Successfully retrofitting electric vehicle chargers into any existing leasehold development is littered with potential pitfalls and Henry Moore Court in Chelsea was no different.

The directors of the resident management company had made good progress in many areas including reviewing the lease provisions and assessing the available power at the local transformer but needed a solution with very specific characteristics.


The site had considerable electrical upgrades in recent years due to issues with the power at the site tripping out. As a consequence, the residents were keen to ensure that adding an EV system didn’t facilitate a return of these problems.

EV Solutions Group worked in close collaboration with the sites managing agent, Lornham Ltd, and we created a solution that fulfilled all of their requirements.

The solution

Firstly, the EV system included an additional distribution board, operating independently from the rest of the electric network, and with each charger having its own trip switch. We also implemented a system that load balances at two points, so providing 3 separate fail-safe points, to prevent any issues with the EV chargers taking out the electricity supply to the whole development.

We elected to install Easee chargers at the site due to their load-balancing capabilities and overall reliability, but also because they provide charging at 22kW’s. By way of comparison, almost all freehold households will be restricted to 7.4 kW charging as this is the maximum a single phase, 100 AMP supply (as is common to most houses) can supply. We were able to utilise the existing 3-phase power supply to install powerful 22kW chargers ensuring the maximum possible charging speeds and future-proofing the development.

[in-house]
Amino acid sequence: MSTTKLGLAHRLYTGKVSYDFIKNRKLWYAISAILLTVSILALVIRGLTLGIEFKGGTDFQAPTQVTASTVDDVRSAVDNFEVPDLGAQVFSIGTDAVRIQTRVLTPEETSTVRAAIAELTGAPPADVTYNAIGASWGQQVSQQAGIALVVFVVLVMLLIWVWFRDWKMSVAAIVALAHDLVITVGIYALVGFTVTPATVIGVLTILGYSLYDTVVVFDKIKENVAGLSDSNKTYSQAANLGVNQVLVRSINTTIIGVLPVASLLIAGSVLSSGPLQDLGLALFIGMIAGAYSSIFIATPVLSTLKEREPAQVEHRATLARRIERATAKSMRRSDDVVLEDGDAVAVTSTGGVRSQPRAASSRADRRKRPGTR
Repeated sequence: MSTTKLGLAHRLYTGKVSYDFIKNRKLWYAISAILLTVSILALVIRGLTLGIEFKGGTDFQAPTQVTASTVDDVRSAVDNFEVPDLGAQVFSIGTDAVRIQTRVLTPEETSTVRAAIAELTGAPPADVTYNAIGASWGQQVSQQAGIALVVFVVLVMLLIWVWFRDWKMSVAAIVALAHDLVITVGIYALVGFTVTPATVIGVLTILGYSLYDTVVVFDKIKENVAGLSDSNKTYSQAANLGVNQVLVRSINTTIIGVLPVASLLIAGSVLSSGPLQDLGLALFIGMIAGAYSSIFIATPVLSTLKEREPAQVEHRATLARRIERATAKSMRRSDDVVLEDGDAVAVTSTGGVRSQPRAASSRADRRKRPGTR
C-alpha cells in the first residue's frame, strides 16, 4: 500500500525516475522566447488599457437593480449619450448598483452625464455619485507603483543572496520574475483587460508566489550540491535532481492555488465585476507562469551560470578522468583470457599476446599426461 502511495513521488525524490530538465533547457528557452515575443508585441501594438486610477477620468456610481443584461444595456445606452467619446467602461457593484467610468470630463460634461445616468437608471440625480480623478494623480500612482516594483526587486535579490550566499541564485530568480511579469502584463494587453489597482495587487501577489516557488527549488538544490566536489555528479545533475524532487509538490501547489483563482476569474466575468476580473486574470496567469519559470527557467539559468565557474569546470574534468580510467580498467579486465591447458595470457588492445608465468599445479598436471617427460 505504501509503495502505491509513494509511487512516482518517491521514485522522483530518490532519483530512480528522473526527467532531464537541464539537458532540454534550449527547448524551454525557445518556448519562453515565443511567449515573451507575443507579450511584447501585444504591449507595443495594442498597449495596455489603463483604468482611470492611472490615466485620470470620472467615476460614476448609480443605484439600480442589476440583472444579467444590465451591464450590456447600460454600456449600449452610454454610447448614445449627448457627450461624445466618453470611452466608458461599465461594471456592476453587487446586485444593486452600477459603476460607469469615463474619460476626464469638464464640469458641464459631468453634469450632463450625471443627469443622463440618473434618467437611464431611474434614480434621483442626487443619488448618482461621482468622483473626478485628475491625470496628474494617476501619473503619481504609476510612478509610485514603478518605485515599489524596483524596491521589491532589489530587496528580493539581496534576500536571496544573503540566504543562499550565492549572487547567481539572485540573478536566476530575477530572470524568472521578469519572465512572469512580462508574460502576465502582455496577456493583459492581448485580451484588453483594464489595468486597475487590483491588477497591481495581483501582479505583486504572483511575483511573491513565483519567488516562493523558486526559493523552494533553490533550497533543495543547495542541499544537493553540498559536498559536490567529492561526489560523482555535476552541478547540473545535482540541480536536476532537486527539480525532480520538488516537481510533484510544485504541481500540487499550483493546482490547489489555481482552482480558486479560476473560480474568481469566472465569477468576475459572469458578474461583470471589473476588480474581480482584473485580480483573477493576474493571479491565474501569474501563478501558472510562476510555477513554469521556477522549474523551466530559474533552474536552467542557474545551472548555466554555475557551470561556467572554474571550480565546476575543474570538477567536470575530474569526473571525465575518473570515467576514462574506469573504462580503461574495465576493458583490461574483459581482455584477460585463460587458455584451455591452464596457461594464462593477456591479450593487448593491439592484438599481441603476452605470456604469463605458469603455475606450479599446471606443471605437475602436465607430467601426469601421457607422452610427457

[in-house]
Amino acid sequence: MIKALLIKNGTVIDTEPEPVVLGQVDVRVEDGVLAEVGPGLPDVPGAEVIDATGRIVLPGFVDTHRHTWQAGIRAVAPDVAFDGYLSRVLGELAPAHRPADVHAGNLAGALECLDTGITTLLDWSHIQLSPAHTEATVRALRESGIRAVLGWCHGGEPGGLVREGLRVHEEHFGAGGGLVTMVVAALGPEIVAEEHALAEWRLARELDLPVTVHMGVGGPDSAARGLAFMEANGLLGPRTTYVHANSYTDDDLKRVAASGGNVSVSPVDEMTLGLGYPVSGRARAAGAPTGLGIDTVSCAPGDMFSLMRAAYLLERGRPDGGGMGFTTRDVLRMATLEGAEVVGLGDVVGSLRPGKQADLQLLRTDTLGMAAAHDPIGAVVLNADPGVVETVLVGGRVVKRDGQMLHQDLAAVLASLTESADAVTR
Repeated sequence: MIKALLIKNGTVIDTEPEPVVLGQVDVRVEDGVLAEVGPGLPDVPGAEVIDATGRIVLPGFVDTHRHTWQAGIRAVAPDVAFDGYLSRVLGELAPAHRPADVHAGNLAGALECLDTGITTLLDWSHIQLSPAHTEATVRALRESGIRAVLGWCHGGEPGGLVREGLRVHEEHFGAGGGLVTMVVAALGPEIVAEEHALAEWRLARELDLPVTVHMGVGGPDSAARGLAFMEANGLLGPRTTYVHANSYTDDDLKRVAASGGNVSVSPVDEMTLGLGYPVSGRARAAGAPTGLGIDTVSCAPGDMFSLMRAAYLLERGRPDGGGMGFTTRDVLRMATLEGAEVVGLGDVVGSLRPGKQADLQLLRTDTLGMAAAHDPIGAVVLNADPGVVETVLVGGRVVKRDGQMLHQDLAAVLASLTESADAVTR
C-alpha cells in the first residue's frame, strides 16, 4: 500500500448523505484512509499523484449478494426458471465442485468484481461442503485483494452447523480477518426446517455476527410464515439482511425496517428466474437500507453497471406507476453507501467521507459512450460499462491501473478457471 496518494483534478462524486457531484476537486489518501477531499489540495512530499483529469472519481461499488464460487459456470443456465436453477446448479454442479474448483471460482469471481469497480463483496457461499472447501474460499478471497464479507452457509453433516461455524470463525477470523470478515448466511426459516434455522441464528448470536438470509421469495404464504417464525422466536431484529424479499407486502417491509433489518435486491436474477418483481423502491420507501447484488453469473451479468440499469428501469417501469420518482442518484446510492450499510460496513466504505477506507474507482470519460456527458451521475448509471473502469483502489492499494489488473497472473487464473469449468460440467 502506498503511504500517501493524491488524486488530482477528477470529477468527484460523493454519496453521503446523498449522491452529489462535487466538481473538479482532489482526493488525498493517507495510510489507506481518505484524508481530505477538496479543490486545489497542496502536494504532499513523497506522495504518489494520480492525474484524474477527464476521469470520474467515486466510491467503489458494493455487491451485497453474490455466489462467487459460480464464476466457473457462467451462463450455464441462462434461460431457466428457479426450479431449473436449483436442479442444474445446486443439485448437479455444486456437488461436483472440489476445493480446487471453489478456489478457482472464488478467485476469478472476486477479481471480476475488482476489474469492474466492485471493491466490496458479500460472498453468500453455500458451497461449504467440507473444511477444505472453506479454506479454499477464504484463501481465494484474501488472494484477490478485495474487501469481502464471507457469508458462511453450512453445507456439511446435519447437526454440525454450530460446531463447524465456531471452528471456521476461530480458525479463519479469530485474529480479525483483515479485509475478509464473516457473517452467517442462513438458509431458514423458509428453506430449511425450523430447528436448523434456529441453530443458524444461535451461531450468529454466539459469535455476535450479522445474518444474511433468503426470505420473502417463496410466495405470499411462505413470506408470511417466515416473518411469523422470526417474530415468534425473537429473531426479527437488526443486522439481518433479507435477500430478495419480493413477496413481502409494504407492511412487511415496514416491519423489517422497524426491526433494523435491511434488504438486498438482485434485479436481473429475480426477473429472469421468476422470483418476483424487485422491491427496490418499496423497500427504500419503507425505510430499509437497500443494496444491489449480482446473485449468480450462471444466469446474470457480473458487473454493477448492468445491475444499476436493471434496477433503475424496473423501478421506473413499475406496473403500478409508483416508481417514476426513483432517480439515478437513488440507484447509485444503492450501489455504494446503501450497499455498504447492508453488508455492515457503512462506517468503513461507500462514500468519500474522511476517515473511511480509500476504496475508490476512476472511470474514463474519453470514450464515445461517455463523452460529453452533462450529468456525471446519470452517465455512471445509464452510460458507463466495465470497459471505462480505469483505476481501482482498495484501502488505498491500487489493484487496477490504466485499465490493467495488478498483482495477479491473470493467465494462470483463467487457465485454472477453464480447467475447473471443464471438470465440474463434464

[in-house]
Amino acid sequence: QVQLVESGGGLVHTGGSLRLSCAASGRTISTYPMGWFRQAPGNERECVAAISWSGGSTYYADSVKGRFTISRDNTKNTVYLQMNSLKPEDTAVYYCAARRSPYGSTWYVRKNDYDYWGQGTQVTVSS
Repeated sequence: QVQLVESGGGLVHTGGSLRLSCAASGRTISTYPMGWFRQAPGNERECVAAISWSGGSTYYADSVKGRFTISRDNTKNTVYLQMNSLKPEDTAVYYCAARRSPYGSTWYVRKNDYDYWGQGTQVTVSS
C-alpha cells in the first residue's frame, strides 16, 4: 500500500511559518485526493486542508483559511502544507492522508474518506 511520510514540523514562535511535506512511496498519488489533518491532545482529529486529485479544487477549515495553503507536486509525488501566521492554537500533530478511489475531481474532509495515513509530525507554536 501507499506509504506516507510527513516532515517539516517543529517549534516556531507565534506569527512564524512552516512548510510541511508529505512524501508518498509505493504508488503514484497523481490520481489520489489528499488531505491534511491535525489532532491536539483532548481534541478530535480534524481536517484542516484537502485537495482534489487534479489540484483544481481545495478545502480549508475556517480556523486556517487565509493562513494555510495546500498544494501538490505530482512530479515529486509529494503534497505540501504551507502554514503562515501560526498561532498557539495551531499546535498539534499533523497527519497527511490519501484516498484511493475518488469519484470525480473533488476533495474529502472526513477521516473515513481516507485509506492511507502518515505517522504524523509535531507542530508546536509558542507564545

We also worked with the sites existing IT provider to expand the wi-fi network. This allows EV solutions to invoice individual leaseholders for their use of electricity (as the electricity is taken from the landlords supply) and replenish the communal electricity account. Any system that DOESN’T do this will almost certainly be in breach of both the lease and section 19 of the landlord and tenants act 1985 (as it would be unreasonable for leaseholders to pay for the electricity used by electric vehicle users).

Finally, EV Solutions obtained grant funding for the infrastructure (cabling to 14 spaces) and the chargers (13 were installed) through the Office for Zero Emissions Vehicles (OZEV). EV Solutions Group is a registered OZEV project manager (installer number EVHS 10886).